During a debate last week, Ms. Hyde-Smith, 59, who was the state agriculture commissioner until this year, said her “public hanging” remark reflected “no ill will,” and she asserted that she was being unfairly vilified.
Mr. Espy, a former agriculture secretary in the Clinton administration who was Mississippi’s first black member of Congress since Reconstruction, replied: “It came out of your mouth. I don’t know what’s in your heart, but we all know what came out of your mouth.”
Still, Mr. Espy refrained from attacking his opponent too strongly over her remarks, mindful of the large bloc of conservative white voters in the state who support Republicans and are deeply loyal to President Trump. It was a reflection of the balance Democrats need to strike as they try to make inroads in Southern states like Georgia and Texas, where appeals to the base of African-Americans, Hispanics and moderate suburbanites could alienate rural whites.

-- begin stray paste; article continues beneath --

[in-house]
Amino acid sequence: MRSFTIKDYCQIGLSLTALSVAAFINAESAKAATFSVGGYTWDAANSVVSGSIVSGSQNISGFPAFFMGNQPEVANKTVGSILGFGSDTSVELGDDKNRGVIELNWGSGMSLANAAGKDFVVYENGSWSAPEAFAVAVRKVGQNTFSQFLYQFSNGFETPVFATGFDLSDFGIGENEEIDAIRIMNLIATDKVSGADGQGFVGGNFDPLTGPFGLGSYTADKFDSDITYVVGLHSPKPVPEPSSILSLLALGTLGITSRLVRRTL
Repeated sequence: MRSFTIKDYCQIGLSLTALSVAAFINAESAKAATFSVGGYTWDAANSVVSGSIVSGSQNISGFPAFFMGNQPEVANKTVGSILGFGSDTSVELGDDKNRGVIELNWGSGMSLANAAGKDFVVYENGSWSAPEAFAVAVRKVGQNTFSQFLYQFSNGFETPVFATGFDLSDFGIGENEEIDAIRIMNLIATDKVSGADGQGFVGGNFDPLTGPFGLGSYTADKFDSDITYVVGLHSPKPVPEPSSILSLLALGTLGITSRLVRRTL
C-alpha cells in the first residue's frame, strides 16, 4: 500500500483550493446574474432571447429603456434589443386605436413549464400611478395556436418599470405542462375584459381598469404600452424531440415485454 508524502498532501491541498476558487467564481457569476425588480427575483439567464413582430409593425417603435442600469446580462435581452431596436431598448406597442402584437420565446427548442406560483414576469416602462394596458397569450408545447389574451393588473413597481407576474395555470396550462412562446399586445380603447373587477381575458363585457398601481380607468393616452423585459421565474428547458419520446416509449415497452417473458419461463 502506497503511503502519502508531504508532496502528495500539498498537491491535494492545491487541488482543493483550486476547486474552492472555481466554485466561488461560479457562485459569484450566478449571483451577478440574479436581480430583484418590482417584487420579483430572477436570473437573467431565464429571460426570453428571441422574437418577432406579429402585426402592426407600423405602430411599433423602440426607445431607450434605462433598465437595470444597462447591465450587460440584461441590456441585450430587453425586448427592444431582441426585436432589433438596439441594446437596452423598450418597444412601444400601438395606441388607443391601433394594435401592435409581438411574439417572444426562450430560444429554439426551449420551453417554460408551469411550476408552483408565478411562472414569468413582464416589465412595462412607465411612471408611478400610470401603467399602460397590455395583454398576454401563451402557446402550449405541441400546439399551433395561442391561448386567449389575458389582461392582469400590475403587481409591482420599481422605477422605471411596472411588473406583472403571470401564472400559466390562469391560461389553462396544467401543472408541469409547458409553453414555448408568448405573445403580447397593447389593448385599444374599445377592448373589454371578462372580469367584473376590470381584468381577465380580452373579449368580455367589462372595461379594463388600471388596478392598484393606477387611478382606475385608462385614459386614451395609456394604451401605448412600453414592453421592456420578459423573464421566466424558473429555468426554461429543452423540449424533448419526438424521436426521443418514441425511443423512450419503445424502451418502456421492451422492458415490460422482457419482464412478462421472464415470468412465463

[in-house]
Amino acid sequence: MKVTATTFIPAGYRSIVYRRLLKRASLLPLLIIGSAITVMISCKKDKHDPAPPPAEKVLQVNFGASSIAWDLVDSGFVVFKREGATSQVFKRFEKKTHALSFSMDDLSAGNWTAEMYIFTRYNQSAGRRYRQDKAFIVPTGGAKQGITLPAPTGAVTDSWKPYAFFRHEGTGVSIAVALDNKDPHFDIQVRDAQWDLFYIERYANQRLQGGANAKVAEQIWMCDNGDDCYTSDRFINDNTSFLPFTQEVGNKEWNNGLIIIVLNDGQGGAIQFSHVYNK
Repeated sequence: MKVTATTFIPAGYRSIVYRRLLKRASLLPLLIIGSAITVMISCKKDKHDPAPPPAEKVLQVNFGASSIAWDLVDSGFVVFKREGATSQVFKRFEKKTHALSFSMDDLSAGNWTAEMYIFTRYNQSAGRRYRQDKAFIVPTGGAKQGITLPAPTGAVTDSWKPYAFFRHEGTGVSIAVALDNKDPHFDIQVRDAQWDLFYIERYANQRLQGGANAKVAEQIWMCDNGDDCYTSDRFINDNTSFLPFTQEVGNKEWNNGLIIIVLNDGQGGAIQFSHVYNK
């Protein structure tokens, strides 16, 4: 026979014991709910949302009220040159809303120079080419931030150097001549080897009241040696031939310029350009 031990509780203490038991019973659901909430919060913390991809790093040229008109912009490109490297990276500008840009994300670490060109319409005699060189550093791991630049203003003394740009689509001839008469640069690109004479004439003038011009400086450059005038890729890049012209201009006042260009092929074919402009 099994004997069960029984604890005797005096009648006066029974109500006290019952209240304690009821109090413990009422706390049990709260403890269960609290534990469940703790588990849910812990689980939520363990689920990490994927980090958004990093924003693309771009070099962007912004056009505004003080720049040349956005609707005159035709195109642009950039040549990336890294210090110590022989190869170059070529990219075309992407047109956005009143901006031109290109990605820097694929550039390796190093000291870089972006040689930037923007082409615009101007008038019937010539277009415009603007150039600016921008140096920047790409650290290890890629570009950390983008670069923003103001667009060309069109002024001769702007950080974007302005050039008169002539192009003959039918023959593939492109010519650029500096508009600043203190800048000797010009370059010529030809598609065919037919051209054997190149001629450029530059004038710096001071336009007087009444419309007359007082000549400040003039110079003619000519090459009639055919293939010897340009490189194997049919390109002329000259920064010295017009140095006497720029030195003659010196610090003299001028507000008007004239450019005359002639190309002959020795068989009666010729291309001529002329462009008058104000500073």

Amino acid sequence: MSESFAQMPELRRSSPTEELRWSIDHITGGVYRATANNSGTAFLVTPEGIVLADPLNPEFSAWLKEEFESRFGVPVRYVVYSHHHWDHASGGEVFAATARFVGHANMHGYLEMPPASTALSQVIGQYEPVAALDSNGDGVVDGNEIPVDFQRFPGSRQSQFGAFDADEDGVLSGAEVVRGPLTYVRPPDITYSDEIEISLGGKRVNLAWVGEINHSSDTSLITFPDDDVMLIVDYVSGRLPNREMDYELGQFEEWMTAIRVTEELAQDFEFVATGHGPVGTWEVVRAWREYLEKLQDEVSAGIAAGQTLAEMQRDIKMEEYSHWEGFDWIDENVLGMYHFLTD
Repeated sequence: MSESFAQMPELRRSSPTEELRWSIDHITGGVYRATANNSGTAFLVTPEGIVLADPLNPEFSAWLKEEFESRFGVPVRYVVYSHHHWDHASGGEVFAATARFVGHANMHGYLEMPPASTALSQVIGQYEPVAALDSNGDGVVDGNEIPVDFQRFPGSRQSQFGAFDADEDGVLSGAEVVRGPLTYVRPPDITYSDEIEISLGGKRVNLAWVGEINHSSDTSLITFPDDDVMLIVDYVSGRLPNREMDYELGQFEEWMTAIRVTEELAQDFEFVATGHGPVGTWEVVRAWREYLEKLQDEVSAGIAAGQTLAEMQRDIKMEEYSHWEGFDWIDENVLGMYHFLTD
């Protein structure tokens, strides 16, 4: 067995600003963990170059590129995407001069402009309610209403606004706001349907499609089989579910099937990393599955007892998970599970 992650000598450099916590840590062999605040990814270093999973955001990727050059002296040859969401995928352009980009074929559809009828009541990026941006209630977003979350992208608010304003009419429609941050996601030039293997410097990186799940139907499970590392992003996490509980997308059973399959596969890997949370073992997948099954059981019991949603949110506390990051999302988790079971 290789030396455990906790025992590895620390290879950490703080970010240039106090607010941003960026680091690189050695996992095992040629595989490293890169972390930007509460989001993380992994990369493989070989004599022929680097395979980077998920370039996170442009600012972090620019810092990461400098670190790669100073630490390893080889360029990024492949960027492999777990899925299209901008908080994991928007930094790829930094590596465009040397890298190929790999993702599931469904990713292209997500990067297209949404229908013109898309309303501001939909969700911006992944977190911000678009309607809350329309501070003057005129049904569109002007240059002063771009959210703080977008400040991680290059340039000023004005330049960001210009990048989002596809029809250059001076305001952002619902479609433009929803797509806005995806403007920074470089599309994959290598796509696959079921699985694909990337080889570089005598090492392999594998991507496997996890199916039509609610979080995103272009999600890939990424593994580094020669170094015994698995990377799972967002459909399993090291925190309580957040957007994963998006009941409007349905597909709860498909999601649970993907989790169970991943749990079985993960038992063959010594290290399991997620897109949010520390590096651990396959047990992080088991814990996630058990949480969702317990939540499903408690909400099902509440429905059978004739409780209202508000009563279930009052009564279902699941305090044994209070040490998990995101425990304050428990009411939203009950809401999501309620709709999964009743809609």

In region after region on Tuesday, Ms. Hyde-Smith was at her strongest in Mississippi’s rural and predominantly white counties, outpacing past Republican luminaries like Mitt Romney, the party’s presidential nominee in 2012. But in areas with greater numbers of college-educated white voters, such as the Memphis suburbs, she did less well, allowing Mr. Espy to draw closer than Democrats ordinarily do.
More from the Jackson Clarion-Ledger:
With lots of help from President Donald Trump, Republican Cindy Hyde-Smith defeated Democrat Mike Espy in Tuesday night’s U.S. Senate runoff in Mississippi.
Hyde-Smith will serve out the final two years of Thad Cochran’s term and make history as the first female elected to Congress from Mississippi. Espy would have made history, too. If he’d won, he’d be the first African American Mississippian elected to the U.S. Senate since Reconstruction.
Hyde-Smith told the crowd at her Jackson election party: “You’ve handed me a victory. I’m not going to let you down. I am going to Washington, D.C., first thing in the morning … The reason we won is because Mississippians know me and they know my heart.”